And so we arrive at the Greek hovel that the Mrs has snapped up. Before I can contemplate the enormity of the task at hand there is the little matter of the rats and snakes to deal with. We have visited the village hardware store where – rather worryingly – about 40% of the product lines seem to be associated with dealing with, er…rats and snakes. Susan Shimmin and I are now armed.
To the snakes first. I have bought two pots of snake repellent which I am assured will deter the creatures from visiting the hovel any more. I lodge one firmly ten yards from one corner of the hovel, surround it with stones to ensure that it stays firm emitting whatever it emits to keep the snakes away. The other I lodge diagonally opposite it at the far edge of what we term the snake veranda.
On my first visit to the hovel it was on this piece of the property that we all encountered a snake. Having researched it hard on the internet I discover that this type of snake bites and can stand its ground but is not poisonous. At the time I just thought “Shit!!!! – how do I escape”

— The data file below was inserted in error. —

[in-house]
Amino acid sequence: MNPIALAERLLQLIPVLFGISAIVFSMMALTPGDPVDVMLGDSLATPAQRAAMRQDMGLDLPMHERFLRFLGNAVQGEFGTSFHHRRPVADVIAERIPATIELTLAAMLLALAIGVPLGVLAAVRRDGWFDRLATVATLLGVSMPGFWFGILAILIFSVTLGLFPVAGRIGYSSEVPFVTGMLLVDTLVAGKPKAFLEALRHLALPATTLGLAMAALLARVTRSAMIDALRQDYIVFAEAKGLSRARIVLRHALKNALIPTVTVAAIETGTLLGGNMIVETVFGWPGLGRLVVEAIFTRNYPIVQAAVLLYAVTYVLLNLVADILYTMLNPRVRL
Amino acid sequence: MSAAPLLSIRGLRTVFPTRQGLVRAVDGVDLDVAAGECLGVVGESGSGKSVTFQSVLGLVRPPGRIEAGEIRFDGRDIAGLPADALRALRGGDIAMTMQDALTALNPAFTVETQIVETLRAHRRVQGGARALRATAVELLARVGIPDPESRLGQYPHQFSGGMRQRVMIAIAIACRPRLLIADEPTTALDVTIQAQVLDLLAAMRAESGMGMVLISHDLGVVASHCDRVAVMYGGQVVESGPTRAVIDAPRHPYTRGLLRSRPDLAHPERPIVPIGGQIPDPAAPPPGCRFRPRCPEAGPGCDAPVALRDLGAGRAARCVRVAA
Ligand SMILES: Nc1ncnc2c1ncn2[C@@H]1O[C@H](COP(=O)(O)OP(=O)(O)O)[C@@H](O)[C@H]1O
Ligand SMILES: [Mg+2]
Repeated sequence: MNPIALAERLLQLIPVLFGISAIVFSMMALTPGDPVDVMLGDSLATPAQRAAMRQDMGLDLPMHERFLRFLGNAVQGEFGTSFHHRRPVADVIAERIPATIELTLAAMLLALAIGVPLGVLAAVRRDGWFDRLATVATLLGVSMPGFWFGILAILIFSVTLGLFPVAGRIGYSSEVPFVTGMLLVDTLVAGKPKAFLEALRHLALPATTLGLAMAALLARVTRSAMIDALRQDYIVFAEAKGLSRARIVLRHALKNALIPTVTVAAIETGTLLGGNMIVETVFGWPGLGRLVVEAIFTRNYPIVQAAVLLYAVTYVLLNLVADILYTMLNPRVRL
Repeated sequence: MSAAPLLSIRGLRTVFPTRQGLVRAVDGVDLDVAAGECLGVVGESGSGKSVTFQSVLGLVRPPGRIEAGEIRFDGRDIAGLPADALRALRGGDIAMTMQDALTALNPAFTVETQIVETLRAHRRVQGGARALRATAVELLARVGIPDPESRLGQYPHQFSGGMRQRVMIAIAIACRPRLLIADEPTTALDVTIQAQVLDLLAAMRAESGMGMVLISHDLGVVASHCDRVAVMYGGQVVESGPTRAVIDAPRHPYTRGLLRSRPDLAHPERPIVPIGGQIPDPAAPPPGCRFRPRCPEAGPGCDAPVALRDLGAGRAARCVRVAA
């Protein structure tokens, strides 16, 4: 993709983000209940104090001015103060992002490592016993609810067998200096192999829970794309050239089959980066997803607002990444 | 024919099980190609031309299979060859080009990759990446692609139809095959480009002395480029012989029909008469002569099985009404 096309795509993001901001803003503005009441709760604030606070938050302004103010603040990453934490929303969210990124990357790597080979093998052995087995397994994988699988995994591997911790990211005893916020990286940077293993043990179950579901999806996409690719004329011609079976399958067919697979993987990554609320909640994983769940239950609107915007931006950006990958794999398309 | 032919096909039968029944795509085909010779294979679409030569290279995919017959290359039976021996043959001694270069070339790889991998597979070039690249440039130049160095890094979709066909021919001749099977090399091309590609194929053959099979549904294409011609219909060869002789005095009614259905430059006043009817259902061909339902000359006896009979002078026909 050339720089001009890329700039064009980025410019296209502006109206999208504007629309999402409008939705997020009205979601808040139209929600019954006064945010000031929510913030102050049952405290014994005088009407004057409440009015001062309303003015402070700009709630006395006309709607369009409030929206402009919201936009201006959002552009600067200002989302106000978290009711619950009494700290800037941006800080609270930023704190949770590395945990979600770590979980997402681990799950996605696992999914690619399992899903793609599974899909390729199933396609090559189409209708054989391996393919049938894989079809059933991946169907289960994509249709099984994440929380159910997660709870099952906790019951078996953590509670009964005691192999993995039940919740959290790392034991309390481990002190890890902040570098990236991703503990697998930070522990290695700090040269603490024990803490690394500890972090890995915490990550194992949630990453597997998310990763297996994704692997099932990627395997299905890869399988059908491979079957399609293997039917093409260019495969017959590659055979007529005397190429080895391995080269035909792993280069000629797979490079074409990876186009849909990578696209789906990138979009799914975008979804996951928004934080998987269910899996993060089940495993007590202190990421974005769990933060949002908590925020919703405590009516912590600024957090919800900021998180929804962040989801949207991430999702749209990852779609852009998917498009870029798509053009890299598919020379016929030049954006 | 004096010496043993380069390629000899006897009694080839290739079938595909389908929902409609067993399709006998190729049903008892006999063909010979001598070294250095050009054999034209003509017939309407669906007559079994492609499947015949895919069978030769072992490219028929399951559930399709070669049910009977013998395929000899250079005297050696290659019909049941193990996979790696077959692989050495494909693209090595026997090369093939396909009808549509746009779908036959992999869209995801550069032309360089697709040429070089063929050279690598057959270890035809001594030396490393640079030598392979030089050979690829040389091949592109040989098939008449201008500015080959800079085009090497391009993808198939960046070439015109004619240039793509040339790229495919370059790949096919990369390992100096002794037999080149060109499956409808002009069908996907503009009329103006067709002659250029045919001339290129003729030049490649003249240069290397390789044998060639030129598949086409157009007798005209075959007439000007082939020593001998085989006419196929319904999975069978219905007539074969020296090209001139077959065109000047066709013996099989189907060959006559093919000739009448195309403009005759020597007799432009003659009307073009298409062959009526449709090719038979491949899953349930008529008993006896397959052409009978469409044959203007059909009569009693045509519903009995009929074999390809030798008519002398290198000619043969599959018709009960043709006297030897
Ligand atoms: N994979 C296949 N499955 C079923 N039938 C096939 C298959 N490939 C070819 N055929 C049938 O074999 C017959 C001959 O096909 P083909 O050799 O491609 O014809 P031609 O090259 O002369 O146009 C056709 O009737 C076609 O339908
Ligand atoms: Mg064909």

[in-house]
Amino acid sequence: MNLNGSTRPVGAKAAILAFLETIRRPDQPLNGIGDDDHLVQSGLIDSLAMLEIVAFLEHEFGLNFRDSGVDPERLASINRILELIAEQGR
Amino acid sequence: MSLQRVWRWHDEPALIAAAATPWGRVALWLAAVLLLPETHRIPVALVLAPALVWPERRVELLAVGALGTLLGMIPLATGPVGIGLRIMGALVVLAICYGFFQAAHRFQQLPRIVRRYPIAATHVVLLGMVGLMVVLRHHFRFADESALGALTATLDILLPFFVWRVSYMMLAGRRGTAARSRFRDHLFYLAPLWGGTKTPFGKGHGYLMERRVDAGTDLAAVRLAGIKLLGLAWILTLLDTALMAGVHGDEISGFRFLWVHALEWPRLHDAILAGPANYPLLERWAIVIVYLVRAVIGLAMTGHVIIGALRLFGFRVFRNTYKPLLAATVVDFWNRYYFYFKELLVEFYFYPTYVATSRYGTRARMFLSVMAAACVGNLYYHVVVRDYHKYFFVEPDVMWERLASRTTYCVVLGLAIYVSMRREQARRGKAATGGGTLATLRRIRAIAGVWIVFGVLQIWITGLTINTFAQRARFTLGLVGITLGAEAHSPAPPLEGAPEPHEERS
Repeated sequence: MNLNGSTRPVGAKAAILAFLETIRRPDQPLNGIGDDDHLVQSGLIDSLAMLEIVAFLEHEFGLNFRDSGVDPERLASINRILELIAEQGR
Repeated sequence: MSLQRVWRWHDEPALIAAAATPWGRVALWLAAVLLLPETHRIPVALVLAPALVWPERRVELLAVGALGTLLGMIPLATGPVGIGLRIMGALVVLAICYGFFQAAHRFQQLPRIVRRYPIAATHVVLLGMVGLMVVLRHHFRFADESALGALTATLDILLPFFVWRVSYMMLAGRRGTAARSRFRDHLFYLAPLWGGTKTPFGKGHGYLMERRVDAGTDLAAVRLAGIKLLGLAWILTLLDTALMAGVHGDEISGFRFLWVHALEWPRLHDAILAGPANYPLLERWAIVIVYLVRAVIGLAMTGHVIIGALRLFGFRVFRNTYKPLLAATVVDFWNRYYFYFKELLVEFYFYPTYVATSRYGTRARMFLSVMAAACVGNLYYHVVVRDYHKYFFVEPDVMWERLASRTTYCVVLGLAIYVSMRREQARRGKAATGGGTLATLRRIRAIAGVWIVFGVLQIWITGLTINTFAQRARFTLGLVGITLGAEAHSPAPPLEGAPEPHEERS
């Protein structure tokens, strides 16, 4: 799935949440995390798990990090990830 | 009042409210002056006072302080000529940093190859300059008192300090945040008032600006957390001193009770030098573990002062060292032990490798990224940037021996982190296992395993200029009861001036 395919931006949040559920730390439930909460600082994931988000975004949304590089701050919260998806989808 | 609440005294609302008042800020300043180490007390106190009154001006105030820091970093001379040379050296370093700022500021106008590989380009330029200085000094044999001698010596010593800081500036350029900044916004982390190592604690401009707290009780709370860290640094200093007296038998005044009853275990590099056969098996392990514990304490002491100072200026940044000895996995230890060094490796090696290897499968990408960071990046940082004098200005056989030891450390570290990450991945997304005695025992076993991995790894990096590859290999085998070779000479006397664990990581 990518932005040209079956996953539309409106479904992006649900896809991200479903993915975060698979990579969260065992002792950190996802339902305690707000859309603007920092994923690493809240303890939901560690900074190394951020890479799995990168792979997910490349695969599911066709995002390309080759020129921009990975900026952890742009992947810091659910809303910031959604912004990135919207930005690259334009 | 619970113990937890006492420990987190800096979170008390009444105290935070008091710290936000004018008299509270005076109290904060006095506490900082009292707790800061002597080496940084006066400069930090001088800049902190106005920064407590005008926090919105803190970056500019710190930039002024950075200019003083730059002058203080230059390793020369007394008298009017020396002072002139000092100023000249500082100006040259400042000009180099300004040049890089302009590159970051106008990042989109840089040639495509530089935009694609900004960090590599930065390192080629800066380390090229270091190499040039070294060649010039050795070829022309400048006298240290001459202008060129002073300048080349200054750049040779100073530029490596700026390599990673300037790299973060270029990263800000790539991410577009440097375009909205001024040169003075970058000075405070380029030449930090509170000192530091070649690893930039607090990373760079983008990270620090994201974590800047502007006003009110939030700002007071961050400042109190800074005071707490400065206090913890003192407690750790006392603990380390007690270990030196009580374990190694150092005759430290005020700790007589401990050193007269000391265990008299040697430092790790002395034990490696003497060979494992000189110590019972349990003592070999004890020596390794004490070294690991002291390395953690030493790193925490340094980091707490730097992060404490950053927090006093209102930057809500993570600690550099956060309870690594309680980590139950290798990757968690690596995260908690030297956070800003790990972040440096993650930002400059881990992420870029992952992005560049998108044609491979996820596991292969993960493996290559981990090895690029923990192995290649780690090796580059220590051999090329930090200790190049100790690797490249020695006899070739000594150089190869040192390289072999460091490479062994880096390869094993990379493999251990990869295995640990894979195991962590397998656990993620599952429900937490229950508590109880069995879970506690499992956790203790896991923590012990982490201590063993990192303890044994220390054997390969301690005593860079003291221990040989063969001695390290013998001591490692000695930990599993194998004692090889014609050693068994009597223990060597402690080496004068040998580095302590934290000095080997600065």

The snake veranda is not actually a veranda. It is an illegally constructed platform above the second “bedroom”. One of my jobs this summer is to knock it down. We will be building up this section of the house both properly and legally in due course but right now its only purpose in life is as an ideal habitat for lizards and snakes. Though I am an ardent supporter of wildlife diversity there are limits. It has to go.
Then to the rats in my “bedroom.” Poison has been laid. Sticky boards have been set. If a rat ventures onto them it will find itself trapped. I will then have to finish the job.
The hovel has thus been transformed from vermin heaven to vermin hell. It is time to retreat to a hotel for the night and to see what we find waiting for us in the morning. As a statement of intent I leave my axe and saw at the hovel. Into battle tomorrow when I move in.